The impact of the slump in the demand for diesel cars has been particularly felt by Jaguar Land Rover who have up 90% of their range powered by the fuel, this coupled with the slow down in sales in China lead to them making an announcement in January 2019 of 4,500 job losses.
Their sales in the UK in the last year up to March 2019 are up by 8.4% but this does not mask the underlying problem with the export market. Jaguar Land Rover announced that they would be implementing a protracted manufacturing plant shut down to cover the then date for leaving the EU (April 12th) as well as the Easter holidays.
The situation with Nissan is more straightforward. The management announced that they would not be investing in any new models at their highly efficient Sunderland plant. The debate started as to whether this was to do with Brexit or the fact that the new Nissan X-Trail was a diesel vehicle that would have limited appeal in the market.
When this decision is looked at logically one is left with the overriding view that Brexit triggered both the decision and the timing. For years the Sunderland plant has been held up as an example of world class engineering. If that was the case why not continue to invest.
The shadow of Brexit inevitably hangs over this especially as Renault owns 43.4% of Nissan. With uncertainty and no real advantage in producing in the UK it doesn’t take much to suspect that the balance of the argument to move future production east if not to Japan but at least into Europe could undoubtedly gain support. The Nissan situation puts at risk 7,000 jobs with a further 24,000 in the supply chain and related industries.
Another disturbing case was the announcement that Honda was going to close its highly efficient Swindon plant in 2022 with the loss of 3,500 jobs. The company claimed at a press announcement that this had nothing to do with Brexit. Although there are undoubtedly other factors involved, there is a certain irony that in May 2018 David Hodgetts the MD of Honda UK is quoted as saying that the Swindon plant remained central to their manufacturing plans and that “I kind of think of (the Brexit vote) in a slightly insular way – it’s not that bad for Honda UK. We have some major advantages now that we didn’t have before.”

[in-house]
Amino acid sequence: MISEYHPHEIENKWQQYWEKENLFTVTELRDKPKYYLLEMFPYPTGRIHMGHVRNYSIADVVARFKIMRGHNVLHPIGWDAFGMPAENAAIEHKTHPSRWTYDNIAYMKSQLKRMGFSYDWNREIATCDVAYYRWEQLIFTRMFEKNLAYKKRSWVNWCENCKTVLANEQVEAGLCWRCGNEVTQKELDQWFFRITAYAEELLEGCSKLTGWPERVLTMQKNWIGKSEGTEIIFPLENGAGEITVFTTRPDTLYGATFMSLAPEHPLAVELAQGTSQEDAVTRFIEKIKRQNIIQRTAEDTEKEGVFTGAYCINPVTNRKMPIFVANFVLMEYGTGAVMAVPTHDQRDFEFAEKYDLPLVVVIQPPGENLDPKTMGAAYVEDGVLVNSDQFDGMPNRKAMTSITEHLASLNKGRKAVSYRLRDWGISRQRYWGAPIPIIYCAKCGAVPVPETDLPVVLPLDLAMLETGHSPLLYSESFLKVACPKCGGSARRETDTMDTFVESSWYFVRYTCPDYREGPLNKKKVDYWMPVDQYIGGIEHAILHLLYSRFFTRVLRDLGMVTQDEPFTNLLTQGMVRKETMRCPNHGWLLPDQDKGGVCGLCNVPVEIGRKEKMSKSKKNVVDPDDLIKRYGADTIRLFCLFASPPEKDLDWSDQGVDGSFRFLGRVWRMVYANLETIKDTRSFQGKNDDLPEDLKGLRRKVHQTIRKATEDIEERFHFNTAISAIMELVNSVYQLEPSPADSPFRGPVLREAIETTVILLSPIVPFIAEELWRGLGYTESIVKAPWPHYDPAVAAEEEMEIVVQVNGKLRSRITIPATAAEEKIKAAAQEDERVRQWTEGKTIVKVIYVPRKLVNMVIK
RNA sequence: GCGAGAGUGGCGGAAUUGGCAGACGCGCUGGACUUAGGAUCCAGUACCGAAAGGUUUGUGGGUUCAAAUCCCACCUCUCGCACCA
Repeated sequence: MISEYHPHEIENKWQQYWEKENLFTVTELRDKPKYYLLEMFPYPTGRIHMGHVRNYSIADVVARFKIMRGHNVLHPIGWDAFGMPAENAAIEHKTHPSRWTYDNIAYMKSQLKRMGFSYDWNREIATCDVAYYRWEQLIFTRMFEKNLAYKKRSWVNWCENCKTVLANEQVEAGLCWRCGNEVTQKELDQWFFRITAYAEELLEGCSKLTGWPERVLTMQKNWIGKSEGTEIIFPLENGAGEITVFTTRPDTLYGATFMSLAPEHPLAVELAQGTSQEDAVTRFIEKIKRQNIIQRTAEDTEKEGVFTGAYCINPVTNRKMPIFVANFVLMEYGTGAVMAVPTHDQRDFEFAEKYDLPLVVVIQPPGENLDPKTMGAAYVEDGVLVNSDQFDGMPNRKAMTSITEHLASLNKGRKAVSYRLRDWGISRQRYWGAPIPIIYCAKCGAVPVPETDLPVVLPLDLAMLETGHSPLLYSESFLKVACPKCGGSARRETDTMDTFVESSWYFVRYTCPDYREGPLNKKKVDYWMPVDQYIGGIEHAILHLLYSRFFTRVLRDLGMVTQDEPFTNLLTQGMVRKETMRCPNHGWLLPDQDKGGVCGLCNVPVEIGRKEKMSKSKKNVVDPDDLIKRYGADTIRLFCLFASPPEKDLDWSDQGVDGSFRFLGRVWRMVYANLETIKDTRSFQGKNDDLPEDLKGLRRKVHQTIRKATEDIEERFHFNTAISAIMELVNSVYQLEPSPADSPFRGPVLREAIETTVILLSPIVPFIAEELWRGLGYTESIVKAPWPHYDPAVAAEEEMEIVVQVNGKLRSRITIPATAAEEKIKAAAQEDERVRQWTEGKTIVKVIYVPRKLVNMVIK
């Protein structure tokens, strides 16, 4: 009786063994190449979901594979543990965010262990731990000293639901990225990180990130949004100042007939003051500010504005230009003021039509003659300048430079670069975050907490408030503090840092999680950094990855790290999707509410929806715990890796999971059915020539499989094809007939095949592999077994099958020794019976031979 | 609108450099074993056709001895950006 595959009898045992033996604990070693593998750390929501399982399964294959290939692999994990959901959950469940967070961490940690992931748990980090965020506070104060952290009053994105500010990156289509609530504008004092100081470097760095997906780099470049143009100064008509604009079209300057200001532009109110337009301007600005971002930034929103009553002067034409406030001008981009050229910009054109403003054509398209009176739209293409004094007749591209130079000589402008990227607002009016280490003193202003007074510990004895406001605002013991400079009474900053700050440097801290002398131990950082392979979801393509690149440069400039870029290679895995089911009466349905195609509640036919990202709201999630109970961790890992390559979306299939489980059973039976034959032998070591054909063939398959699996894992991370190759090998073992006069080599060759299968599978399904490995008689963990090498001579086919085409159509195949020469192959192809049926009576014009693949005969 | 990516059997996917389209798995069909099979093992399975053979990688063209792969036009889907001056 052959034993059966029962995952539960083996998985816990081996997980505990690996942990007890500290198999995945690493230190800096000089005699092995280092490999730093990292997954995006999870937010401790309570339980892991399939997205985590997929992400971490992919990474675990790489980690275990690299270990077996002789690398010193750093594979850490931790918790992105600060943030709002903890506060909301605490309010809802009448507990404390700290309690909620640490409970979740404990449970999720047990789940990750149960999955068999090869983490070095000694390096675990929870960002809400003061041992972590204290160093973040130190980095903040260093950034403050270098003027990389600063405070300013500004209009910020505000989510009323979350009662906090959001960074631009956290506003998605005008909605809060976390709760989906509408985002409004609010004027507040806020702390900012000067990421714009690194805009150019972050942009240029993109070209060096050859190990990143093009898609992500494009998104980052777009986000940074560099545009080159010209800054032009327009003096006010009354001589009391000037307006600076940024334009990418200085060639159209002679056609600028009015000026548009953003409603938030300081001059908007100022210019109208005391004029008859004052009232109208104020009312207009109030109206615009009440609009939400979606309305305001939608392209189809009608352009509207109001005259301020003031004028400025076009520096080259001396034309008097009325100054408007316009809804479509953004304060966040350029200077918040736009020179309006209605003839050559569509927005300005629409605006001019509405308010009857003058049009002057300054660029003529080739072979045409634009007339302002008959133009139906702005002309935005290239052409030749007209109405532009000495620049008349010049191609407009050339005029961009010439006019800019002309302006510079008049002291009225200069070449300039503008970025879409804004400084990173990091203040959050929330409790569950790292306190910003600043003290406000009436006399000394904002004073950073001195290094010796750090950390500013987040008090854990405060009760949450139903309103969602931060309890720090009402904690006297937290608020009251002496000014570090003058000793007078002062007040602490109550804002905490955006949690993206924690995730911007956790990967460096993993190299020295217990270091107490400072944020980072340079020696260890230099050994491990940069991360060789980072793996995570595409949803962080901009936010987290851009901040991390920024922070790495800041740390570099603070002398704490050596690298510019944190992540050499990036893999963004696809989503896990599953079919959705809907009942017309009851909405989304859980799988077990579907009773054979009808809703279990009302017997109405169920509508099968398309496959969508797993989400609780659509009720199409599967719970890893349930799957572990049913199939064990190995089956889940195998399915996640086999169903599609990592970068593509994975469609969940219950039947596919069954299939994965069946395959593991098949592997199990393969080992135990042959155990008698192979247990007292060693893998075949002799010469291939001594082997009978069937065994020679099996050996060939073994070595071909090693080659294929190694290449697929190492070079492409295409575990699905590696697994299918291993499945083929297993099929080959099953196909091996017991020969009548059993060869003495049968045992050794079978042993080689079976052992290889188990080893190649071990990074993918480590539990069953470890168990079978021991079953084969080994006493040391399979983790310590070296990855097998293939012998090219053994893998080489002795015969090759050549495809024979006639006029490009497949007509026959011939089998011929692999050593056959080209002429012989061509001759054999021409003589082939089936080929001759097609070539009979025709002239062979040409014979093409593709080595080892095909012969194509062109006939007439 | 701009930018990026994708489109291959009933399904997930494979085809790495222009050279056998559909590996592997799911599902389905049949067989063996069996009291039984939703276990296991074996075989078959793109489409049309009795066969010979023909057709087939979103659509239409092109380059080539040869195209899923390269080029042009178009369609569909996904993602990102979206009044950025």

Obviously, those advantages seem to have evaporated within a year. Possibly Ian Howells, a senior vice president speaking in June 2017 was correct when he warned of the possible harm of leaving the European Customs Union. The strange situation is that Honda is looking at alternative high- tech options in their future development, yet Swindon is based in the UK’s M4 ‘Silicon Valley’ and ideal area for this type of development.
Both BMW and Toyota have wanted of the consequences of an unfavourable exit with BMW suggesting that it would consider moving Mini production out of the UK. Toyota are the only company so far that it is not planning cutbacks in the short run but this would depend on barriers that they foresee happening being able to be overcome.
The current announcement of a six month extension has been greeted as being ‘utterly unacceptable’ by Mike Hawes of the Society of Motor Manufacturers and Traders. The problem is that it leads to continued uncertainty potentially leading to another cliff edge moment later in the year.
A recent survey suggested that Brexit and confusion over diesel had meant that 2.4 mill consumers had delayed buying new vehicles. The time delay also puts pressure on manufacturers who are questioning the resilience of their supply chains with so many companies being under pressure. From a motor industry perspective, it is difficult to see why anyone would want to vote for Brexit. Even more bizarre was the fact that both Sunderland and Swindon voted to leave when their major employer was a Japanese company.